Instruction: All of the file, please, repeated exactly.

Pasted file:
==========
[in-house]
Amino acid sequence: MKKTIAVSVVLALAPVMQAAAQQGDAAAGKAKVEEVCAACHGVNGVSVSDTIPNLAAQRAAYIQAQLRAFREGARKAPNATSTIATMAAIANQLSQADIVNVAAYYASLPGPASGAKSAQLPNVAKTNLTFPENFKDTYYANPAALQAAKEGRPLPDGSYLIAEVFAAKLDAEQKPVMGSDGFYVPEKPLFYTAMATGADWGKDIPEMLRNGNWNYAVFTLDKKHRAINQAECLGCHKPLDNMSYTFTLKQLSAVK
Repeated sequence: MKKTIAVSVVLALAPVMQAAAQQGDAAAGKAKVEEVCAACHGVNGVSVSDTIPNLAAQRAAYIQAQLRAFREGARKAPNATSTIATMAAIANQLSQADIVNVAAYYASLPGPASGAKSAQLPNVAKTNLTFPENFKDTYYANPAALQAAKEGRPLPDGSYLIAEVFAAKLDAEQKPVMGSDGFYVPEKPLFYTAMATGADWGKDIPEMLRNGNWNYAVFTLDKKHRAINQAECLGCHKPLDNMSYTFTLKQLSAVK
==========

[in-house]
Amino acid sequence: MKKTIAVSVVLALAPVMQAAAQQGDAAAGKAKVEEVCAACHGVNGVSVSDTIPNLAAQRAAYIQAQLRAFREGARKAPNATSTIATMAAIANQLSQADIVNVAAYYASLPGPASGAKSAQLPNVAKTNLTFPENFKDTYYANPAALQAAKEGRPLPDGSYLIAEVFAAKLDAEQKPVMGSDGFYVPEKPLFYTAMATGADWGKDIPEMLRNGNWNYAVFTLDKKHRAINQAECLGCHKPLDNMSYTFTLKQLSAVK
Repeated sequence: MKKTIAVSVVLALAPVMQAAAQQGDAAAGKAKVEEVCAACHGVNGVSVSDTIPNLAAQRAAYIQAQLRAFREGARKAPNATSTIATMAAIANQLSQADIVNVAAYYASLPGPASGAKSAQLPNVAKTNLTFPENFKDTYYANPAALQAAKEGRPLPDGSYLIAEVFAAKLDAEQKPVMGSDGFYVPEKPLFYTAMATGADWGKDIPEMLRNGNWNYAVFTLDKKHRAINQAECLGCHKPLDNMSYTFTLKQLSAVK